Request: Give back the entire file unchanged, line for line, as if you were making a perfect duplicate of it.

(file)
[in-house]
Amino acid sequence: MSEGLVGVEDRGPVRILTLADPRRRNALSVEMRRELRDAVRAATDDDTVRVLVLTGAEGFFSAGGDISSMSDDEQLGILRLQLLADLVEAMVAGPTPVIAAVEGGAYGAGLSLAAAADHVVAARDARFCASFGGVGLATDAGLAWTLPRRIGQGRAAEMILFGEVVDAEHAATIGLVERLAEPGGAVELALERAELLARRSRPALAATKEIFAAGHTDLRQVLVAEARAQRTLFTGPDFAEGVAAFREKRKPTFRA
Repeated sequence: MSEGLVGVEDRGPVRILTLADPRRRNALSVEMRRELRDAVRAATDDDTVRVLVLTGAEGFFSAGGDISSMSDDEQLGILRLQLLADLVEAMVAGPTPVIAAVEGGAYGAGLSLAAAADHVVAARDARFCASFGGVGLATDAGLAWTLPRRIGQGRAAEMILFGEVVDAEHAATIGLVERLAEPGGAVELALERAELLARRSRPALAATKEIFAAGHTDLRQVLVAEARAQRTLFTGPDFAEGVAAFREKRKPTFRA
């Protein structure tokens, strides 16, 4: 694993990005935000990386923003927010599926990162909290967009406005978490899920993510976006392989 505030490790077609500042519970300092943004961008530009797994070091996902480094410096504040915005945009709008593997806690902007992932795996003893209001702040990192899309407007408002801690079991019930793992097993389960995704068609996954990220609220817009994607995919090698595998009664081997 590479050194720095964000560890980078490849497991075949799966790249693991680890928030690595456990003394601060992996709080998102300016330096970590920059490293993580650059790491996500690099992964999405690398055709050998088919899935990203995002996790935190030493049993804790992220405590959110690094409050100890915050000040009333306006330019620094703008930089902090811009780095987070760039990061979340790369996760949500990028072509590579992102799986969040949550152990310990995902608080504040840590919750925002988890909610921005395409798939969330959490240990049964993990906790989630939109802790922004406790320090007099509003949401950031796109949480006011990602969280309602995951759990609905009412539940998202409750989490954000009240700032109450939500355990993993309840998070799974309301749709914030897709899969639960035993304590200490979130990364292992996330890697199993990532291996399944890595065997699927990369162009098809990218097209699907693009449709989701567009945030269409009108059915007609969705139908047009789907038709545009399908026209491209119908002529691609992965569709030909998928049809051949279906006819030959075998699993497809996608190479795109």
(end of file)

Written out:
[in-house]
Amino acid sequence: MSEGLVGVEDRGPVRILTLADPRRRNALSVEMRRELRDAVRAATDDDTVRVLVLTGAEGFFSAGGDISSMSDDEQLGILRLQLLADLVEAMVAGPTPVIAAVEGGAYGAGLSLAAAADHVVAARDARFCASFGGVGLATDAGLAWTLPRRIGQGRAAEMILFGEVVDAEHAATIGLVERLAEPGGAVELALERAELLARRSRPALAATKEIFAAGHTDLRQVLVAEARAQRTLFTGPDFAEGVAAFREKRKPTFRA
Repeated sequence: MSEGLVGVEDRGPVRILTLADPRRRNALSVEMRRELRDAVRAATDDDTVRVLVLTGAEGFFSAGGDISSMSDDEQLGILRLQLLADLVEAMVAGPTPVIAAVEGGAYGAGLSLAAAADHVVAARDARFCASFGGVGLATDAGLAWTLPRRIGQGRAAEMILFGEVVDAEHAATIGLVERLAEPGGAVELALERAELLARRSRPALAATKEIFAAGHTDLRQVLVAEARAQRTLFTGPDFAEGVAAFREKRKPTFRA
């Protein structure tokens, strides 16, 4: 694993990005935000990386923003927010599926990162909290967009406005978490899920993510976006392989 505030490790077609500042519970300092943004961008530009797994070091996902480094410096504040915005945009709008593997806690902007992932795996003893209001702040990192899309407007408002801690079991019930793992097993389960995704068609996954990220609220817009994607995919090698595998009664081997 590479050194720095964000560890980078490849497991075949799966790249693991680890928030690595456990003394601060992996709080998102300016330096970590920059490293993580650059790491996500690099992964999405690398055709050998088919899935990203995002996790935190030493049993804790992220405590959110690094409050100890915050000040009333306006330019620094703008930089902090811009780095987070760039990061979340790369996760949500990028072509590579992102799986969040949550152990310990995902608080504040840590919750925002988890909610921005395409798939969330959490240990049964993990906790989630939109802790922004406790320090007099509003949401950031796109949480006011990602969280309602995951759990609905009412539940998202409750989490954000009240700032109450939500355990993993309840998070799974309301749709914030897709899969639960035993304590200490979130990364292992996330890697199993990532291996399944890595065997699927990369162009098809990218097209699907693009449709989701567009945030269409009108059915007609969705139908047009789907038709545009399908026209491209119908002529691609992965569709030909998928049809051949279906006819030959075998699993497809996608190479795109």